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i have wtited a socket server application in java,it works good but after some connecting and disconnecting of client sockets ,the cpu usage of the application goes above the 65%
are there any problem with my code ?
this is my server application :
import java.util.HashSet;
public class Server {
static final int PORT = 2012;

	private static HashSet<DataOutputStream> writers = new HashSet<DataOutputStream>();
	public static void main(String[] args) throws Exception {
		System.out.println("The chat server is running.");
		ServerSocket listener = new ServerSocket(PORT);
		try {
			while (true) {
				new Handler(listener.accept()).start();
		} finally {

	private static class Handler extends Thread {
		private Socket socket;
		private DataInputStream in ;
		private DataOutputStream out;

		public Handler(Socket socket) {
			this.socket = socket;
		public void run() {
			try {
			in = new DataInputStream(socket.getInputStream()) ;
			out =new DataOutputStream(socket.getOutputStream() );
				while (true) {
					byte [] input = new byte [1024]; 
					int count =;
					if (count > 0) {
					for (DataOutputStream writer : writers) {
					 if ( input.equals("bye.")) {
						break ;
			} // end of while
			} catch (IOException e) {
			} finally {
				if (out != null) {
				try {
				} catch (IOException e) {
Posted 8-Jul-13 7:14am
Edited 8-Jul-13 7:32am
pasztorpisti at 8-Jul-13 13:45pm
There is one obvious bug that must be fixed before searching for any other bugs: Since you are accessing your writers map from multiple threads and its not a constant readonly data structure you should protect it with a lock. Before correct multithreading there is no point of searching for other bugs.

You can do this for example by using the writers collection only inside synchronized(writers) { (using the writers collection) } blocks.
Reza Oruji at 8-Jul-13 14:08pm
thank you.maybe that's the main problem.let me try it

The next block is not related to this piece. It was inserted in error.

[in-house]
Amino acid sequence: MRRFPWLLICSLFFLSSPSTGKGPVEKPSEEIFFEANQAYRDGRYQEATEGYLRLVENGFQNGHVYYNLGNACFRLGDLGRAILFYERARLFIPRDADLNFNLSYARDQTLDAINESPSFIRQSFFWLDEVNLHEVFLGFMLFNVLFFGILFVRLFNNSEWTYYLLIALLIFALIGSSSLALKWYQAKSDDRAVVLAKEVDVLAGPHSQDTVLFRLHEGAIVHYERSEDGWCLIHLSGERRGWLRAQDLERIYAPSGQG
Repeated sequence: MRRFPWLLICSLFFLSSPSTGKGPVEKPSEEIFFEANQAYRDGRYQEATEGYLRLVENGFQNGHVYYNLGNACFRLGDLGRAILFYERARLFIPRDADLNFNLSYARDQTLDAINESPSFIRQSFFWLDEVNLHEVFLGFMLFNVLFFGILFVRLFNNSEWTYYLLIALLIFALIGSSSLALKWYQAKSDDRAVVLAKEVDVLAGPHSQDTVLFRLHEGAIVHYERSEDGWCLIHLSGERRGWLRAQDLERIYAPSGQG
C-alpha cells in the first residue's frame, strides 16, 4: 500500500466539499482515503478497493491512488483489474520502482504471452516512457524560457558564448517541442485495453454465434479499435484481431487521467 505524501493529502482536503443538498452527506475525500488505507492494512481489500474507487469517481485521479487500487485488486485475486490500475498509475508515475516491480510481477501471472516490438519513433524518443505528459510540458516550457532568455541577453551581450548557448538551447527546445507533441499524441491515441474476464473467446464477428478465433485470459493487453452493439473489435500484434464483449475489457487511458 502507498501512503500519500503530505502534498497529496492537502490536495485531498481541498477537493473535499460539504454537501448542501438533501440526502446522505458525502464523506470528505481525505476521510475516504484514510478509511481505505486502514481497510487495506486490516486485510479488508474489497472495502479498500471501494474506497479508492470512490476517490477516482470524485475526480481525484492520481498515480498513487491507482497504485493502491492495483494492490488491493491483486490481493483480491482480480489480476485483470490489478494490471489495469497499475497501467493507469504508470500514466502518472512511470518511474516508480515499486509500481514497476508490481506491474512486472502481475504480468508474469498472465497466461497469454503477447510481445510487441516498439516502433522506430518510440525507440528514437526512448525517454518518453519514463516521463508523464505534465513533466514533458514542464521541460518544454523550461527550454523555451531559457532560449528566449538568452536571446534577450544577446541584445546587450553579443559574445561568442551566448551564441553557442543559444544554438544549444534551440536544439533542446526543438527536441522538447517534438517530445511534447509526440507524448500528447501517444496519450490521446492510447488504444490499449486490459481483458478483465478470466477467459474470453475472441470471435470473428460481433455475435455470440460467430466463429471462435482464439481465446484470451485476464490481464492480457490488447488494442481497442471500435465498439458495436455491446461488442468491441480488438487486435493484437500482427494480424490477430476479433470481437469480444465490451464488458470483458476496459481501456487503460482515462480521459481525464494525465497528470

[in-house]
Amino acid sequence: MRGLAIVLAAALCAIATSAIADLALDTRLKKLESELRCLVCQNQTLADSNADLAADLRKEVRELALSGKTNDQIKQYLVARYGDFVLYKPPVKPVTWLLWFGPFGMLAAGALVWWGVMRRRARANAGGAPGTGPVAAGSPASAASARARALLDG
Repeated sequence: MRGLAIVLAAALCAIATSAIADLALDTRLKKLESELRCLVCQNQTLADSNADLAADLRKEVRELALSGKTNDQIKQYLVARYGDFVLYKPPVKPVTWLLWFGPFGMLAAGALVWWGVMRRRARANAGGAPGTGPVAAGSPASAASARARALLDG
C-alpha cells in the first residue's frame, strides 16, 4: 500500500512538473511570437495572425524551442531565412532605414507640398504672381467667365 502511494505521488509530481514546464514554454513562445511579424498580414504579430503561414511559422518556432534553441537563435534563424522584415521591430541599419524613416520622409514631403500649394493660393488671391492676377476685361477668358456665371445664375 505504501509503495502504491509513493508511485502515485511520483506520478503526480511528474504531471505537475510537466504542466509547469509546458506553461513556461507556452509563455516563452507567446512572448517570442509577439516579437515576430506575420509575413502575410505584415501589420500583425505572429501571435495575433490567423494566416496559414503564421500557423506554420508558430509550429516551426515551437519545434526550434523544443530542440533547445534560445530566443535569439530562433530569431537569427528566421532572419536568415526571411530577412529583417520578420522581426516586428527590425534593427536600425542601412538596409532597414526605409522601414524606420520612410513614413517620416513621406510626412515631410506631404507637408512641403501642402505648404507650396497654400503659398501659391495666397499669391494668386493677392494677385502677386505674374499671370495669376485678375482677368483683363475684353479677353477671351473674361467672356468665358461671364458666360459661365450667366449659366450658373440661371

pasztorpisti at 8-Jul-13 15:12pm
You are welcome. Next time press the reply button on the comment you are replying to otherwise the other guy doesn't receive notification about your message. Its just blind luck tha I got back here. There is another bug that probably happens rarely especially if you are using your program on a fast local network: When you are reading the socket never assume that you read the data out in the same chunks in which you have written the data to the socket on the other side. If the data is relatively small (less than the MTU of your network) and you are using quite deterministic/reliable/fast network then small writes often arrive in one piece, but always assume that the data you write to the socket has no separators between the writes. Lets say you write "bye." to the socket, in theory it can happen that you can read it out from the socket only with 4 reads and each read reads out only 1 byte. For this reason it can happen that your "bye." message gets splitted into many pieces or you may read it out from the socket with another message that was sent before the "bye.". To send messages you should somehow separate the messages, for example starting every message with an integer that tells you how many bytes follow as the body of this message. Or you could simply use a special character to separate the messages. When you read out data from the socket you should collect the bytes into a buffer. When you receive a few bytes you just append it to the buffer and then you run an algorithm that checks whether you have full arrived messages at the beginning of the buffer closed with a separator byte. If yes, then you send it to other clients and then you remove the message with its closing separator from the buffer. Warning: It can happen that you receive a lot of messages together with several separators in the stream with one read. Another thing you must handle that you may receive the end of a message with a separator and in the same message you may get the first few bytes of the next message as well! When you remove the fully received message you must leave the beginning bytes of the next message in the buffer!